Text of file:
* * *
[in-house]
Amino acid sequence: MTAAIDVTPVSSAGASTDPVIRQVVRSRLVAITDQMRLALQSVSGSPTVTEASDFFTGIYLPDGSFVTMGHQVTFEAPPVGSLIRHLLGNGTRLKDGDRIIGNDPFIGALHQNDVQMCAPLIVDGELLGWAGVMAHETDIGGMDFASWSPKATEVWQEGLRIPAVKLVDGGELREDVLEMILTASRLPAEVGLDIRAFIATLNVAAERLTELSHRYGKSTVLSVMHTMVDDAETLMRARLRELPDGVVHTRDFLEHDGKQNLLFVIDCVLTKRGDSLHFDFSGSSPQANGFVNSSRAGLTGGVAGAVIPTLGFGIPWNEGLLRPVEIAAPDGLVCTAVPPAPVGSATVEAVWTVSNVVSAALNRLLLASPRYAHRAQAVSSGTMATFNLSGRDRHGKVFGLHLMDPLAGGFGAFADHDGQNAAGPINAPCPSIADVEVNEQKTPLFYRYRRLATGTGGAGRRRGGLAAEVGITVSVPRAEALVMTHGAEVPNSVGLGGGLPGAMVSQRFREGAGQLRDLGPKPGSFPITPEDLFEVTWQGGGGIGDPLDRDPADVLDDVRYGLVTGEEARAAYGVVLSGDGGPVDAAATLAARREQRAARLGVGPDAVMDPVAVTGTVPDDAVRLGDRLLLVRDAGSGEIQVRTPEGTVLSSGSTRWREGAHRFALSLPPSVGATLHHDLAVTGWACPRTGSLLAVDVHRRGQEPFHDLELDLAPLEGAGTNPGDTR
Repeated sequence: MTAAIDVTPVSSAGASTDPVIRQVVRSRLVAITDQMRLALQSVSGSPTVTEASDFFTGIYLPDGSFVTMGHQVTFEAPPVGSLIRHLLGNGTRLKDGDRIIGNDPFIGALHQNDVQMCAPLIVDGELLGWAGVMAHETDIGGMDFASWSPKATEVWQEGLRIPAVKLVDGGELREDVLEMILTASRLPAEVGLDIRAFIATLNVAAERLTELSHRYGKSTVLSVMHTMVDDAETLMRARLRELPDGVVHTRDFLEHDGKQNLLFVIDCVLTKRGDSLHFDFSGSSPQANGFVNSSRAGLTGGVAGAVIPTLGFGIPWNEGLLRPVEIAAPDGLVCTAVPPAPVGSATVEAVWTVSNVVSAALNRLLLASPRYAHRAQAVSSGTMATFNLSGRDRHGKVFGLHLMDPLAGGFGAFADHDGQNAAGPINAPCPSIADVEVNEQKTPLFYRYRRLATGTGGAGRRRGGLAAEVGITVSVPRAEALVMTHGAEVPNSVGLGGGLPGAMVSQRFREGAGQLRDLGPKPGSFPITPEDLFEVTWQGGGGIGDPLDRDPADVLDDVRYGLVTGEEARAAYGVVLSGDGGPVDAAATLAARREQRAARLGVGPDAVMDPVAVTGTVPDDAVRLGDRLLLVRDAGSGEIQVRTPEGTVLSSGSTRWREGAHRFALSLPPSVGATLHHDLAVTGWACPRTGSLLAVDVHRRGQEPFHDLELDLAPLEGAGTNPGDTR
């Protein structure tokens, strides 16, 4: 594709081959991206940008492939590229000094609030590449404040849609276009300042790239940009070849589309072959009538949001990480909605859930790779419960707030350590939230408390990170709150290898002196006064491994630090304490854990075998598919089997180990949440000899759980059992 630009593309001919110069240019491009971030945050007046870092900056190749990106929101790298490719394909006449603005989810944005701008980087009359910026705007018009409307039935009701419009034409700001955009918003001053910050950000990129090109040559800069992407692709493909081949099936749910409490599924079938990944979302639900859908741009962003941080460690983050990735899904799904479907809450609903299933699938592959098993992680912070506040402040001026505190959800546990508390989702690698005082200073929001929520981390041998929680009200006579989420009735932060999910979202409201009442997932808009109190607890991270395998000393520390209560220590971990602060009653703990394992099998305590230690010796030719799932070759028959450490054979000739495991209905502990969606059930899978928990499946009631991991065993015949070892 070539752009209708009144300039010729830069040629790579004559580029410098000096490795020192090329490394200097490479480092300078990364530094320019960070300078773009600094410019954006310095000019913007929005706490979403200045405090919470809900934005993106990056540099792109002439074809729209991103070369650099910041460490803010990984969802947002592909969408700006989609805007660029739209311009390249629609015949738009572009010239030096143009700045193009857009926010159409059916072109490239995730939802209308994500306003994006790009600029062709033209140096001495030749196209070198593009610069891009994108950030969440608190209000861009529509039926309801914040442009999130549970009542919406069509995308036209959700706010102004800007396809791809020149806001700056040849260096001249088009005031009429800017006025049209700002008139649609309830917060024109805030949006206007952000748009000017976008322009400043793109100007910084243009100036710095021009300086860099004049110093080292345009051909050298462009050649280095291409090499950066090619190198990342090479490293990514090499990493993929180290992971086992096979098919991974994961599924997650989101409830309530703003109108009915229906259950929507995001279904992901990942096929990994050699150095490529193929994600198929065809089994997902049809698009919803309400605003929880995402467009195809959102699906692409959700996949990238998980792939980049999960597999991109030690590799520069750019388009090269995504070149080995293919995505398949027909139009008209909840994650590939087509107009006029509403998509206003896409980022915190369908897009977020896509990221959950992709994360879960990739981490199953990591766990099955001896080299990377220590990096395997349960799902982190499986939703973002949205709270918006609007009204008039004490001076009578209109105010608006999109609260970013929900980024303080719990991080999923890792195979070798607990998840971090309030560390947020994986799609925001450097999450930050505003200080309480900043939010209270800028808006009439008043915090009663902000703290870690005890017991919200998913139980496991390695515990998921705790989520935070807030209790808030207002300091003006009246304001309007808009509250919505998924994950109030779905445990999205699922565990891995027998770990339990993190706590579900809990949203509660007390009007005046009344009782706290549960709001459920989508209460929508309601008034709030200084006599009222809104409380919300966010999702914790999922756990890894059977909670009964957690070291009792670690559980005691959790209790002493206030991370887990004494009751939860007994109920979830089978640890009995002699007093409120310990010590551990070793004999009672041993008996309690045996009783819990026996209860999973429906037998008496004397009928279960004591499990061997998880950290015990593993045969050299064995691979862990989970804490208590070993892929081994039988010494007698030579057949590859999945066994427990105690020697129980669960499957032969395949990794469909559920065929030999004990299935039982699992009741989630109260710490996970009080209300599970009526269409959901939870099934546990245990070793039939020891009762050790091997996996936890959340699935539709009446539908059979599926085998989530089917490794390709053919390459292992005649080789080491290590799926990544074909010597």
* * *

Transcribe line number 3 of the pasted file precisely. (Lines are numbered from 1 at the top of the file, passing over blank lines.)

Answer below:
Repeated sequence: MTAAIDVTPVSSAGASTDPVIRQVVRSRLVAITDQMRLALQSVSGSPTVTEASDFFTGIYLPDGSFVTMGHQVTFEAPPVGSLIRHLLGNGTRLKDGDRIIGNDPFIGALHQNDVQMCAPLIVDGELLGWAGVMAHETDIGGMDFASWSPKATEVWQEGLRIPAVKLVDGGELREDVLEMILTASRLPAEVGLDIRAFIATLNVAAERLTELSHRYGKSTVLSVMHTMVDDAETLMRARLRELPDGVVHTRDFLEHDGKQNLLFVIDCVLTKRGDSLHFDFSGSSPQANGFVNSSRAGLTGGVAGAVIPTLGFGIPWNEGLLRPVEIAAPDGLVCTAVPPAPVGSATVEAVWTVSNVVSAALNRLLLASPRYAHRAQAVSSGTMATFNLSGRDRHGKVFGLHLMDPLAGGFGAFADHDGQNAAGPINAPCPSIADVEVNEQKTPLFYRYRRLATGTGGAGRRRGGLAAEVGITVSVPRAEALVMTHGAEVPNSVGLGGGLPGAMVSQRFREGAGQLRDLGPKPGSFPITPEDLFEVTWQGGGGIGDPLDRDPADVLDDVRYGLVTGEEARAAYGVVLSGDGGPVDAAATLAARREQRAARLGVGPDAVMDPVAVTGTVPDDAVRLGDRLLLVRDAGSGEIQVRTPEGTVLSSGSTRWREGAHRFALSLPPSVGATLHHDLAVTGWACPRTGSLLAVDVHRRGQEPFHDLELDLAPLEGAGTNPGDTR